- Contingencies: These may include things like allowing you to inspect the property before closing, and conditions that could result in the deal being terminated if issues are found during the inspection. This is closely tied to your earnest money refund.
- Address and description: This is the property’s legal address and legal description, if applicable. Self-explanatory, but it’s important to document what you’re making the offer on.
- Clear title stipulation: This is a mandate that the seller provides a clear title to the property. You don’t want to wind up giving money to a seller who doesn’t actually have a legal right to sell you their home.
- Closing cost details: These details regard any seller’s participation in closing costs or other fees, as well as how certain taxes and expenses will be prorated between the buyer and the seller at closing. Closing costs are a key part of negotiations, and sellers will sometimes cover a buyer’s closing costs. (That’s less common now that the market is so competitive, however.)
- Expiration date: This is the date and time of the offer’s expiration and projected closing date. You don’t want to wait forever, after all.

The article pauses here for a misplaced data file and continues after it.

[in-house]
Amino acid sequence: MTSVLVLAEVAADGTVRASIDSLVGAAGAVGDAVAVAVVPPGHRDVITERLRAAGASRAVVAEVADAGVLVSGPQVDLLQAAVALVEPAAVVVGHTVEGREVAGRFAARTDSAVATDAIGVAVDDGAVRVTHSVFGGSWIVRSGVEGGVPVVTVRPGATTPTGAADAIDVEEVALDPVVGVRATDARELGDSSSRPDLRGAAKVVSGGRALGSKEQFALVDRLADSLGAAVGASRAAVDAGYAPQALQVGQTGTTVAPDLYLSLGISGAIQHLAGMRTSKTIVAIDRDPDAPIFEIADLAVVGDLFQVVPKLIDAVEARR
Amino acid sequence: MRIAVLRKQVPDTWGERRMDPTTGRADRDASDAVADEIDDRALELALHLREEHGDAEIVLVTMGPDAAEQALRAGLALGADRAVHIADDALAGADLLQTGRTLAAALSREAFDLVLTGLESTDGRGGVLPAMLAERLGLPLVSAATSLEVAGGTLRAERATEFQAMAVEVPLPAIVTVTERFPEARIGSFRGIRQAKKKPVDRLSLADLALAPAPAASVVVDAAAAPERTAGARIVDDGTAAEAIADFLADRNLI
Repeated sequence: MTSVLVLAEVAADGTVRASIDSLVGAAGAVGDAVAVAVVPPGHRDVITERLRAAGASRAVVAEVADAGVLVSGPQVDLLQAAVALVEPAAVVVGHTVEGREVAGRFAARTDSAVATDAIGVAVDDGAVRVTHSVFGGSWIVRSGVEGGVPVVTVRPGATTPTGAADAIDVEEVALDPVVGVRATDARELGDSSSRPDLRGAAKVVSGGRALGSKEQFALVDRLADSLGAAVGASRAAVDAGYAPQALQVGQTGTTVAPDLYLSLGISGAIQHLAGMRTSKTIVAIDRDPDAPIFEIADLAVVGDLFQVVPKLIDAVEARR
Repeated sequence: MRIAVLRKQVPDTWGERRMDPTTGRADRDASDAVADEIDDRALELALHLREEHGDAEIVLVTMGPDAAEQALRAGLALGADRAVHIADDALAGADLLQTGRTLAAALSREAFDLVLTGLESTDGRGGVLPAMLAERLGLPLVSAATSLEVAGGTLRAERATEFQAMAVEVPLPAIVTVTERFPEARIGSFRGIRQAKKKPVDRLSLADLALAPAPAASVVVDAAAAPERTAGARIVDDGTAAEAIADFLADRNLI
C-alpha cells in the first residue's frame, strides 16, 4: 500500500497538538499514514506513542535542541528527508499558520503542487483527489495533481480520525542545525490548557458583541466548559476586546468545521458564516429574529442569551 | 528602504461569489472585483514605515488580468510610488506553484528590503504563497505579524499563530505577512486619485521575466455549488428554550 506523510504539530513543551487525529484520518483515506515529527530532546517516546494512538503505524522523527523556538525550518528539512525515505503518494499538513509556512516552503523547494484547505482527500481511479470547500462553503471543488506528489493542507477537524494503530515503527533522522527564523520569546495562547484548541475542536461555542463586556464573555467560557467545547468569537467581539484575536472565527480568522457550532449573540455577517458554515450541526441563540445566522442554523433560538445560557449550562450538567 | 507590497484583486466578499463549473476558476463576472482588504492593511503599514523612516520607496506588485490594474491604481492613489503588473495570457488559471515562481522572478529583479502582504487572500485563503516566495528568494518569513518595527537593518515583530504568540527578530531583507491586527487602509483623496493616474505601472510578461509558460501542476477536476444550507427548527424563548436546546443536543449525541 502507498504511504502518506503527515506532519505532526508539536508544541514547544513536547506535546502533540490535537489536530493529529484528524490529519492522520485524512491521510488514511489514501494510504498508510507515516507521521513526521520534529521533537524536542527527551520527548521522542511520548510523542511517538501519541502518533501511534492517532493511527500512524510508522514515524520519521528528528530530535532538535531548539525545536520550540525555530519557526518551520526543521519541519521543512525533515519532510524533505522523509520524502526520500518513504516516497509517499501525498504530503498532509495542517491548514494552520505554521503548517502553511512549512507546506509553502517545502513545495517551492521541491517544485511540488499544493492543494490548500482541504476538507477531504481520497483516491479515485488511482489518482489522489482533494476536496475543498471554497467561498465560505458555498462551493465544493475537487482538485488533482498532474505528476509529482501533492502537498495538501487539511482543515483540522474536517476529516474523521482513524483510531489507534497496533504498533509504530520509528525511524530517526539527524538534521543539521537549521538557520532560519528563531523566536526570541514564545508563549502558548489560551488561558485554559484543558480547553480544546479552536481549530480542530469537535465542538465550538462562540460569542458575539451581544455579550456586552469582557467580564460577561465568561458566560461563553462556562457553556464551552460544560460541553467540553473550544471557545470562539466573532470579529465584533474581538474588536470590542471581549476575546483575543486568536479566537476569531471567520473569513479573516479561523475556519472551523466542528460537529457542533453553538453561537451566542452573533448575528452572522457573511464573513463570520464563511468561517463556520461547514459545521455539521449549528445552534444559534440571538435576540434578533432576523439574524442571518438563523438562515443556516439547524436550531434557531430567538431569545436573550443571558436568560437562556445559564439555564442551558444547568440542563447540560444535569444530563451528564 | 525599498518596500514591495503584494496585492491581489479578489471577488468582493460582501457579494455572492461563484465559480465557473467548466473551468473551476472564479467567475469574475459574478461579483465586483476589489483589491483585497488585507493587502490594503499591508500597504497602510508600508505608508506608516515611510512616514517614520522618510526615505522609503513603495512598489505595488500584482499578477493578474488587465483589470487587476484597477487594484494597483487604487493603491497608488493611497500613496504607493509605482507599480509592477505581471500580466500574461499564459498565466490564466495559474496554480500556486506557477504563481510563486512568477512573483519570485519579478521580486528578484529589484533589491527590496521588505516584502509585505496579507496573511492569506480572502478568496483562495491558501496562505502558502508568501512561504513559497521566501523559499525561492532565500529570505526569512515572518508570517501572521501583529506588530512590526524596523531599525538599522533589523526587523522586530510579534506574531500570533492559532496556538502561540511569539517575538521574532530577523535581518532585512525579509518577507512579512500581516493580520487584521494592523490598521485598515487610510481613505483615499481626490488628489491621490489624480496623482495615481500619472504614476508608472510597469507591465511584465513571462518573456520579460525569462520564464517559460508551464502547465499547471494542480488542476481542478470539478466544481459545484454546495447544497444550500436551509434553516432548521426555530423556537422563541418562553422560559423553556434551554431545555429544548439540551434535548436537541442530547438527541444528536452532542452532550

- Other provisions: These could include other state-required provisions or disclosures. They will vary by location, obviously — your Realtor will know what to include.
Should you ever make an offer under the asking price?
“I advise my clients to make an offer they feel good about, and that can sometimes mean offering under asking prices,” says Casey Moynihan, a Realtor and broker based in Nashville, Tennessee. “In situations when my buyer is questioning the value, we look at a few things, including days on the market, if the house is currently occupied, neighborhood comps and if there are multiple offers on the property.”
In today’s highly competitive housing market, offering under the asking price can mean a quick loss of the property. Sellers are often receiving many offers, including offers over their asking price.
Work with your real estate agent to assess the market at the time you’re making an offer. If it is still a seller’s market and this is your dream home, consider offering the asking price. However, if you’re willing to take a chance, offering under the asking price can be a good way to save money and stick to your budget.
Can I make an offer without a real estate agent?